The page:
NFC - Frame Assistive Technology

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Introduction: NFC - Frame Assistive Technology

Thinking on how we can make school spaces, especially exhibition boards, more accessible to students with low or no vision, we came up with the idea of using technology with a well-constructed description in audio with the contents of the board. This production can also be made by the students. As a solution to this issue, we prototyped an interactive small frame. It contains the English title of the treated theme, a Braille sign with the same title and 3 interactive labels with different textures.

This project was made at our Thomas Maker space during the Assistive Technology of 2019. Team: Rafael, Larissa, João Victor, Maria Vitória, Maria Eduarda, Roberta e Suzana.

Supplies:

  • Acrylic or wood
  • EVE
  • Felt
  • Sandpaper
  • Double sided tape
  • NFC Tags
  • 3D Printing (PLA)
  • Tinkercad (Computer)
  • Printing (paper)
  • Illustrator
  • Microphone
  • Cellphone with NFC recorder APP

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Step 1: Cutting the Frame and the Textures

The first step is to cut the base that will receive the titles, the Braille tag and the NFC tags. We chose to use transparent acrylic of 6mm to look lighter and more beautiful. We did it with the laser cutter machine to cut and to mark the frames where we will place all components for easy alignment. Our Laser Cutter has 90w of power, so here are the configurations that was needed: 62% power/ 10 speed (to cut), and 11% power/ 20 speed (to mark). IMPORTANT: Laser cutters configurations vary from machine to machine, always do the cut test.

The different textures were cut in vivid and contrasting colors. We used red (felt), blue (E.V.E.) and white (sandpaper), size 2.8cm which is slightly larger than the size of our NFC tag (2.5cm). Paste the NFC tag into the frame and with double sided tape put the texture over it.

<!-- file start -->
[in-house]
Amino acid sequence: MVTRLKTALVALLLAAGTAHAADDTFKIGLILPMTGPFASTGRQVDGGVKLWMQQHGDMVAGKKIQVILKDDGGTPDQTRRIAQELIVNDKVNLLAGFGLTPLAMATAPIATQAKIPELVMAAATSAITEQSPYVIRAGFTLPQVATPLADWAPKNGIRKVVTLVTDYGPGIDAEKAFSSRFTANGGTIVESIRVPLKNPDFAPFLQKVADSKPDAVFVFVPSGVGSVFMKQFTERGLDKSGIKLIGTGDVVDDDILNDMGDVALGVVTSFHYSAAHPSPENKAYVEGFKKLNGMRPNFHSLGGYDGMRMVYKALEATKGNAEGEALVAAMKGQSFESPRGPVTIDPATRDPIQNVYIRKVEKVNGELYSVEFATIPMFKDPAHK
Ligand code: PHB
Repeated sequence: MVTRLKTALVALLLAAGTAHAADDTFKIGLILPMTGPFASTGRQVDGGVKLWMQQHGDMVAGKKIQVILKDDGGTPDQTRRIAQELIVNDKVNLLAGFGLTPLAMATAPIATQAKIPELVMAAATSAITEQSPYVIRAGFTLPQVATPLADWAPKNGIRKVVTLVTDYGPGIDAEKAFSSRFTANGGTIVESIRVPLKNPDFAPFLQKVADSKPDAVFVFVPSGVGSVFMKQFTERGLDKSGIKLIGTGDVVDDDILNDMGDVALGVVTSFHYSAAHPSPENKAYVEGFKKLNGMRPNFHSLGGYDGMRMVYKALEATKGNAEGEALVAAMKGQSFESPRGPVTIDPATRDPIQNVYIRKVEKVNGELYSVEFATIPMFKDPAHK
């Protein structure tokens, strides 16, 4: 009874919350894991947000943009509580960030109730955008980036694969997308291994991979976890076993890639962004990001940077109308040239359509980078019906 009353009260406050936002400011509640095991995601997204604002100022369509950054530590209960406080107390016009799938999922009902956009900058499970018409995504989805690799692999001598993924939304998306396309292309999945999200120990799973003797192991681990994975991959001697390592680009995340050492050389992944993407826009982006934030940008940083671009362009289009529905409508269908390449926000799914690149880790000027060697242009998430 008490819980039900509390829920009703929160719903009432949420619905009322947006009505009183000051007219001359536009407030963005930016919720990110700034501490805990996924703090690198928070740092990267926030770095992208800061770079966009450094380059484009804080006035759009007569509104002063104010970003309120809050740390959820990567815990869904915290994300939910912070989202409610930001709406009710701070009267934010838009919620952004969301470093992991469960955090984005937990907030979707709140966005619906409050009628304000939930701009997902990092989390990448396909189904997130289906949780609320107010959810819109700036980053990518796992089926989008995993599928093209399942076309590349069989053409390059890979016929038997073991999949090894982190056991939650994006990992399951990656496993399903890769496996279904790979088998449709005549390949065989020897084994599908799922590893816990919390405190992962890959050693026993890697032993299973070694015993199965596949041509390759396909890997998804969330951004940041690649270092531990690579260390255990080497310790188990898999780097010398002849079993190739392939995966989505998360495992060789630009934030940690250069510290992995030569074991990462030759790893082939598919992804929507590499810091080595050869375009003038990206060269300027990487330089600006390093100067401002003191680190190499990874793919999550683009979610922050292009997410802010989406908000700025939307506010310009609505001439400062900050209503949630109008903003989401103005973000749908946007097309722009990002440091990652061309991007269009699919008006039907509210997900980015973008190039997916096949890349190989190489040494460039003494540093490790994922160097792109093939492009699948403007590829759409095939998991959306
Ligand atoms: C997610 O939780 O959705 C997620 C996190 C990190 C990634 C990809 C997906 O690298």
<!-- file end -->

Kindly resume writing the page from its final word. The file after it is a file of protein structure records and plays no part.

Step 2: Title in Paper

To make the title we used Illustrator software, but you can use any other software of your choice. The important thing is to put the correct size, 6.5cm wide and 3.5cm high. Try to make a very catchy and visually interesting title. Print on sulfite paper, cut and paste with double sided tape on the frame.

Step 3: Braille in 3D Printer

The Braille title was printed in 3D, in the size of 6.5cm wide and 3.5cm high and 3mm high from the base + 1mm to the balls. One tip is to print the board up in vertical so that there is no plastic left over the balls, because this makes it difficult for blind people to read.

Put this board with double-sided tape to the frame.

Braille Alphabet: https://casadaptada.com.br/2015/05/braile-facil/tx...

Tinkercad: https://www.tinkercad.com/things/9WOLWJg4HGY

Step 4: Recording and Programming Tags

With a tablet and a microphone (it is possible to do without the microphone but the quality decreases) we record the selected content in MP3 using a recording APP, but it is possible to do it directly from the computer. We put it in a Google Drive shared folder ( https://drive.google.com/open?id=1nyeiEu23_bAVU64l...) and we used this link to program the NFC tag. There are several types of APP that program this tag, here we chose the "NFC tools" for Android, and we wrote in the tag in URL format.

-Record the audio and Upload to Google Drive in MP3 format
-Download the APP on your mobile

- Erase any data you may have on your NFC tag using the APP and bringing your phone closer to the tag.

- Record the audio URL in the tag using the APP and bringing your phone closer to the tag.

Step 5: New Ideas!

This NFC frame allows many possibilities of use such as facilitating the mobility of the blind people inside and outside the school if the label contains a description directing students to different places, such as the library or a bus stop. It can also be used alone as a cultural element of the school, talking about the school or with diverse content produced by the students (podcasts, references on themes, poetry, etc.). It can complement classroom work such as mock-up instructions or it can contain the rules for using a particular space. You can use even to set up cell phones to be quiet in a particular environment or to hand homework to students when they are leaving the classroom. Finally, many uses can be applied with this technology and can now be noticed by blind students, reaching even other audiences such as dyslexics, non-literate or speakers of other language.

As a second phase of the project we designed a reader independent of the cell phone, if the device does not have this technology or simply has run out of battery. We plan to do it with arduino and sensors, but it is not ready yet. :)

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